Washington Man Will Sell Home Because of Comcast Goof

The latest viral story about Kabletown customer service.

It’s been weeks since a Comcast customer service story went viral — but don’t worry. It’s usually just a matter of time. And sure enough, a new story has emerged.

Here’s the short version: Guy works from home. Guy wants to buy a house. House doesn’t have broadband Internet service. Guy asks Comcast — the biggest local provider — if he could be hooked up at the new house. Comcast says yes. Guy buys house. Turns out Comcast doesn’t have a ready connection to the house after all. Now guy must sell the house he bought three months ago.

It’s a sad story. Consumerist reports on the plight of “Seth,” a Washington state man who has endured the above tale over the last few months:

Like an increasing number of Americans, Seth works from home, meaning that it’s vital that he have a reliable high-speed Internet connection at all times. That’s why before he even put an offer on the house in Kitsap County, WA, he contacted Comcast to confirm that he could get service to his potential new address.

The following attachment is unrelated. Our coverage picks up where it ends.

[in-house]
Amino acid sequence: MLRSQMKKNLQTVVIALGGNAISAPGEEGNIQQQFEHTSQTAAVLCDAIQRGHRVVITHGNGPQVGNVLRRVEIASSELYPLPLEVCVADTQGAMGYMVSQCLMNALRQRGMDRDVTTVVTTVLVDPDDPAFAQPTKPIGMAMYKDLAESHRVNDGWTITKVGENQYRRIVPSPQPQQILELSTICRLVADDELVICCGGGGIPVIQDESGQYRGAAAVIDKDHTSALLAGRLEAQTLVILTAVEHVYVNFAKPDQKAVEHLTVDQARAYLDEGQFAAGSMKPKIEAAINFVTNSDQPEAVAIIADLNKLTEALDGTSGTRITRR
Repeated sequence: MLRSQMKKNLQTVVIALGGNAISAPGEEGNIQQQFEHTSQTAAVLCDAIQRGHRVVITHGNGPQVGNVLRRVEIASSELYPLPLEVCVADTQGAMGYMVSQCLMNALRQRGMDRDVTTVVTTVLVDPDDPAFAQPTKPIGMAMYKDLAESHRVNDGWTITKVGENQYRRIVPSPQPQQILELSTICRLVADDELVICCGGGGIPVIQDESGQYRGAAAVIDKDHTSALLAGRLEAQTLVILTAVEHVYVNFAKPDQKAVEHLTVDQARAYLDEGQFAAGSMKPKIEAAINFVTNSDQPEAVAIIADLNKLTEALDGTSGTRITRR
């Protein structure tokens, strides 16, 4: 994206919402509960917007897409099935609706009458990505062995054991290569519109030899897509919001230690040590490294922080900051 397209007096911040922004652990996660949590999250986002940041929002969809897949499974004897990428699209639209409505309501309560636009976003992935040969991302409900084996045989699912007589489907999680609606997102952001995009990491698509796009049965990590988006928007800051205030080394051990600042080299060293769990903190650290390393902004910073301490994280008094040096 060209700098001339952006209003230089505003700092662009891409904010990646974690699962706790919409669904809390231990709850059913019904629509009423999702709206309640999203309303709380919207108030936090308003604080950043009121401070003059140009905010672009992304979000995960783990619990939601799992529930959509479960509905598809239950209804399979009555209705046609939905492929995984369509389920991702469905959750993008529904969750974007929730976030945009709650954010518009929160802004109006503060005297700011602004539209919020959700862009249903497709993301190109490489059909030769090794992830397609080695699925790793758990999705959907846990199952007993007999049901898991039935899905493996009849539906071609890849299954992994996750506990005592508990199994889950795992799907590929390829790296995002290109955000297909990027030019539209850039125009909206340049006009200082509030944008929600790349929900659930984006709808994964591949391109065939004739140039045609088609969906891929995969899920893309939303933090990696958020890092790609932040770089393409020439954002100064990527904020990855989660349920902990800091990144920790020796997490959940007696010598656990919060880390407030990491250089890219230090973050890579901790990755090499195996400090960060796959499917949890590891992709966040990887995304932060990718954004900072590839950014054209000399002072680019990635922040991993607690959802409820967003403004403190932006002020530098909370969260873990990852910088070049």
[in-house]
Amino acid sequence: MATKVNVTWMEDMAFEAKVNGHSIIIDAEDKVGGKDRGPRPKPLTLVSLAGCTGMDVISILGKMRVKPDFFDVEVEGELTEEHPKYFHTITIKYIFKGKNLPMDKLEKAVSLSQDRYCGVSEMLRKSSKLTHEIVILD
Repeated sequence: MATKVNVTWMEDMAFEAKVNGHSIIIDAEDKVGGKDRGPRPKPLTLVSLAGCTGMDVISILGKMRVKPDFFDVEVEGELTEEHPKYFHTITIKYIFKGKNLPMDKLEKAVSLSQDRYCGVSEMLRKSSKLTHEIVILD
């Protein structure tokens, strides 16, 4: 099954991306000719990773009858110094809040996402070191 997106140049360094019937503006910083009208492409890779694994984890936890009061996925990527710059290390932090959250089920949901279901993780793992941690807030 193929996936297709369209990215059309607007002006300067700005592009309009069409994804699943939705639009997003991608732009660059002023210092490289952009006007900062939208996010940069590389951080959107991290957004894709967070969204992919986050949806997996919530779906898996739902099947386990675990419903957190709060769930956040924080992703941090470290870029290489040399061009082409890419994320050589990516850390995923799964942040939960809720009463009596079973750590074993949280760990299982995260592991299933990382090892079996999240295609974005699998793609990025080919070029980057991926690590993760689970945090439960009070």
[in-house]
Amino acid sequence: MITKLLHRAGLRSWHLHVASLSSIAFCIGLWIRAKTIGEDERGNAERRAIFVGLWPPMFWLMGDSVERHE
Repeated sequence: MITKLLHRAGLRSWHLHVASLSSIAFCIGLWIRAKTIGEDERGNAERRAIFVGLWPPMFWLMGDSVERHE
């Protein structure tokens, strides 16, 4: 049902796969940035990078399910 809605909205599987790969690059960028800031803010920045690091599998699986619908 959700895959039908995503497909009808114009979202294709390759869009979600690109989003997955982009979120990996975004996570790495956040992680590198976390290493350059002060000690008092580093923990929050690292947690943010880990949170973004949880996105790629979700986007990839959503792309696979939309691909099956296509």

According to Seth, who has kept a detailed timeline of events, one Comcast sales rep even said that a previous resident at this address had been a Comcast customer. Seth says he tried to get it in writing that the house was serviceable, but Comcast said they simply do not do that.

The problem? Seth’s house is 2,500 feet from the nearest hookup point for Comcast’s high-speed lines. Extending the network to his house would cost tens of thousands of dollars, the company determined, and — after a series of miscommunications — Comcast decided not to extend the service to his home. Alternatives to Comcast didn’t prove workable either, Consumerist reports.

After about seven weeks of pointless install appointments, deleted orders, dead ends, and vague sky-high estimates, Comcast told him that it had decided to simply not do the extension. The company wouldn’t even listen to Seth’s offers to pay for a good chunk of the cost.

“I’m devastated,” he wrote at the time. “This means we have to sell the house. The house that I bought in December, and have lived in for only two months.”

Consumerist concludes: “now that Internet access has become crucial to our work and home lives, broadband providers must be held accountable when they give customers misleading information.”